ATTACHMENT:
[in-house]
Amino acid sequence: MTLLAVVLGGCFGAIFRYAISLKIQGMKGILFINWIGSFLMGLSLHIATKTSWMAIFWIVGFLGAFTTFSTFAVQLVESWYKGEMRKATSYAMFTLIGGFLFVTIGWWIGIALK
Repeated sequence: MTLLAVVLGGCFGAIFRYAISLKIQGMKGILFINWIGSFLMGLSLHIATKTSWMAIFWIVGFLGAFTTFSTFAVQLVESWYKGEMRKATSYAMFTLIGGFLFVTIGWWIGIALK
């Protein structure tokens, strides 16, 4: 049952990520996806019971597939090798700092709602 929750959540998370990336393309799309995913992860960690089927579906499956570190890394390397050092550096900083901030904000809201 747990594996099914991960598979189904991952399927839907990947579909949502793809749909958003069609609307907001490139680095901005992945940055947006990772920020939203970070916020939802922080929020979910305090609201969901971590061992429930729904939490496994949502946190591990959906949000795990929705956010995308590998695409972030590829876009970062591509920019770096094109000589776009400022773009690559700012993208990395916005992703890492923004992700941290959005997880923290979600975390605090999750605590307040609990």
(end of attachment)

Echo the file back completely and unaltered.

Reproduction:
[in-house]
Amino acid sequence: MTLLAVVLGGCFGAIFRYAISLKIQGMKGILFINWIGSFLMGLSLHIATKTSWMAIFWIVGFLGAFTTFSTFAVQLVESWYKGEMRKATSYAMFTLIGGFLFVTIGWWIGIALK
Repeated sequence: MTLLAVVLGGCFGAIFRYAISLKIQGMKGILFINWIGSFLMGLSLHIATKTSWMAIFWIVGFLGAFTTFSTFAVQLVESWYKGEMRKATSYAMFTLIGGFLFVTIGWWIGIALK
């Protein structure tokens, strides 16, 4: 049952990520996806019971597939090798700092709602 929750959540998370990336393309799309995913992860960690089927579906499956570190890394390397050092550096900083901030904000809201 747990594996099914991960598979189904991952399927839907990947579909949502793809749909958003069609609307907001490139680095901005992945940055947006990772920020939203970070916020939802922080929020979910305090609201969901971590061992429930729904939490496994949502946190591990959906949000795990929705956010995308590998695409972030590829876009970062591509920019770096094109000589776009400022773009690559700012993208990395916005992703890492923004992700941290959005997880923290979600975390605090999750605590307040609990």